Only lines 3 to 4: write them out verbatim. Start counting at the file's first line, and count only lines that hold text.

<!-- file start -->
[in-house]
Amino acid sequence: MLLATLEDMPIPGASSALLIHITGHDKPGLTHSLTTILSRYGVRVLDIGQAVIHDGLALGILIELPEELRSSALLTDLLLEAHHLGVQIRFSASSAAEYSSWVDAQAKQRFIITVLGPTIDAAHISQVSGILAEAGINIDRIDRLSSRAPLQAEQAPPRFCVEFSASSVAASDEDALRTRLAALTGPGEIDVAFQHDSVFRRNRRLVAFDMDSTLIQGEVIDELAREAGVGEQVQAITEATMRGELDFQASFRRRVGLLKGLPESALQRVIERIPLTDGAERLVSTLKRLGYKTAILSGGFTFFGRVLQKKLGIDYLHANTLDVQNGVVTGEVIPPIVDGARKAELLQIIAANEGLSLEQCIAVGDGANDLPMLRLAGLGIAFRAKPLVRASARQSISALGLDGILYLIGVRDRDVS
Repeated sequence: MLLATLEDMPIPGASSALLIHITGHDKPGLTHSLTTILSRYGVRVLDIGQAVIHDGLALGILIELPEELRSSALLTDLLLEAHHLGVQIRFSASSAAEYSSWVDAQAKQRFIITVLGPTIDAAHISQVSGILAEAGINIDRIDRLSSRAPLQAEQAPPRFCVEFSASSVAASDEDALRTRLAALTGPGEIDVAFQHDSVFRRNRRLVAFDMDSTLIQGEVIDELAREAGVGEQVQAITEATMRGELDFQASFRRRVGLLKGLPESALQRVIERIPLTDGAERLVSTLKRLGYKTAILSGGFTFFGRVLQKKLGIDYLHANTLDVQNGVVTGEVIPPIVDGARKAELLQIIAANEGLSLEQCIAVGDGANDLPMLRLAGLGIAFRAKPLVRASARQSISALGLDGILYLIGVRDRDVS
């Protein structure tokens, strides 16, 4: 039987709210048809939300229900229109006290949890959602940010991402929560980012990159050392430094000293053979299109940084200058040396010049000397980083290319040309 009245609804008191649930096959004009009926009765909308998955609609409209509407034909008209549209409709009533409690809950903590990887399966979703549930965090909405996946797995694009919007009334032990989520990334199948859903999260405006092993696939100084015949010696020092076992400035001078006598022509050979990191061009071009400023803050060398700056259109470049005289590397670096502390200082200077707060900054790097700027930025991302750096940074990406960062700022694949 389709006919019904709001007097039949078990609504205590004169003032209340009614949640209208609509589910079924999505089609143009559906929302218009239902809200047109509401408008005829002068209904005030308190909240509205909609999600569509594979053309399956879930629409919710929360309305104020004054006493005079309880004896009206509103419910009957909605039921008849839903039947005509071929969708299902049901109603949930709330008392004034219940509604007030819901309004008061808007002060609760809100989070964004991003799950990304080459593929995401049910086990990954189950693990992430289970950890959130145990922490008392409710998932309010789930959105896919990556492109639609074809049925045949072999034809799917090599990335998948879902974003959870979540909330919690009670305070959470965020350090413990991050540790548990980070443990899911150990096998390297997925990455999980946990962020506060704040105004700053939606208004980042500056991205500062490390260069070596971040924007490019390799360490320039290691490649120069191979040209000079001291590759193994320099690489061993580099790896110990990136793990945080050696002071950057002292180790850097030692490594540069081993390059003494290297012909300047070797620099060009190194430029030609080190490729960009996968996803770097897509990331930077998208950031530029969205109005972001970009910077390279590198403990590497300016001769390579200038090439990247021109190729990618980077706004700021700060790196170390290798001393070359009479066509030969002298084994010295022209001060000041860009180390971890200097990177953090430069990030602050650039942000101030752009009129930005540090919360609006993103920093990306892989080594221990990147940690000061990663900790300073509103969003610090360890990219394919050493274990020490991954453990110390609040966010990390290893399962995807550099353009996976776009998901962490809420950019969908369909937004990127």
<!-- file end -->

Repeated sequence: MLLATLEDMPIPGASSALLIHITGHDKPGLTHSLTTILSRYGVRVLDIGQAVIHDGLALGILIELPEELRSSALLTDLLLEAHHLGVQIRFSASSAAEYSSWVDAQAKQRFIITVLGPTIDAAHISQVSGILAEAGINIDRIDRLSSRAPLQAEQAPPRFCVEFSASSVAASDEDALRTRLAALTGPGEIDVAFQHDSVFRRNRRLVAFDMDSTLIQGEVIDELAREAGVGEQVQAITEATMRGELDFQASFRRRVGLLKGLPESALQRVIERIPLTDGAERLVSTLKRLGYKTAILSGGFTFFGRVLQKKLGIDYLHANTLDVQNGVVTGEVIPPIVDGARKAELLQIIAANEGLSLEQCIAVGDGANDLPMLRLAGLGIAFRAKPLVRASARQSISALGLDGILYLIGVRDRDVS
């Protein structure tokens, strides 16, 4: 039987709210048809939300229900229109006290949890959602940010991402929560980012990159050392430094000293053979299109940084200058040396010049000397980083290319040309 009245609804008191649930096959004009009926009765909308998955609609409209509407034909008209549209409709009533409690809950903590990887399966979703549930965090909405996946797995694009919007009334032990989520990334199948859903999260405006092993696939100084015949010696020092076992400035001078006598022509050979990191061009071009400023803050060398700056259109470049005289590397670096502390200082200077707060900054790097700027930025991302750096940074990406960062700022694949 389709006919019904709001007097039949078990609504205590004169003032209340009614949640209208609509589910079924999505089609143009559906929302218009239902809200047109509401408008005829002068209904005030308190909240509205909609999600569509594979053309399956879930629409919710929360309305104020004054006493005079309880004896009206509103419910009957909605039921008849839903039947005509071929969708299902049901109603949930709330008392004034219940509604007030819901309004008061808007002060609760809100989070964004991003799950990304080459593929995401049910086990990954189950693990992430289970950890959130145990922490008392409710998932309010789930959105896919990556492109639609074809049925045949072999034809799917090599990335998948879902974003959870979540909330919690009670305070959470965020350090413990991050540790548990980070443990899911150990096998390297997925990455999980946990962020506060704040105004700053939606208004980042500056991205500062490390260069070596971040924007490019390799360490320039290691490649120069191979040209000079001291590759193994320099690489061993580099790896110990990136793990945080050696002071950057002292180790850097030692490594540069081993390059003494290297012909300047070797620099060009190194430029030609080190490729960009996968996803770097897509990331930077998208950031530029969205109005972001970009910077390279590198403990590497300016001769390579200038090439990247021109190729990618980077706004700021700060790196170390290798001393070359009479066509030969002298084994010295022209001060000041860009180390971890200097990177953090430069990030602050650039942000101030752009009129930005540090919360609006993103920093990306892989080594221990990147940690000061990663900790300073509103969003610090360890990219394919050493274990020490991954453990110390609040966010990390290893399962995807550099353009996976776009998901962490809420950019969908369909937004990127």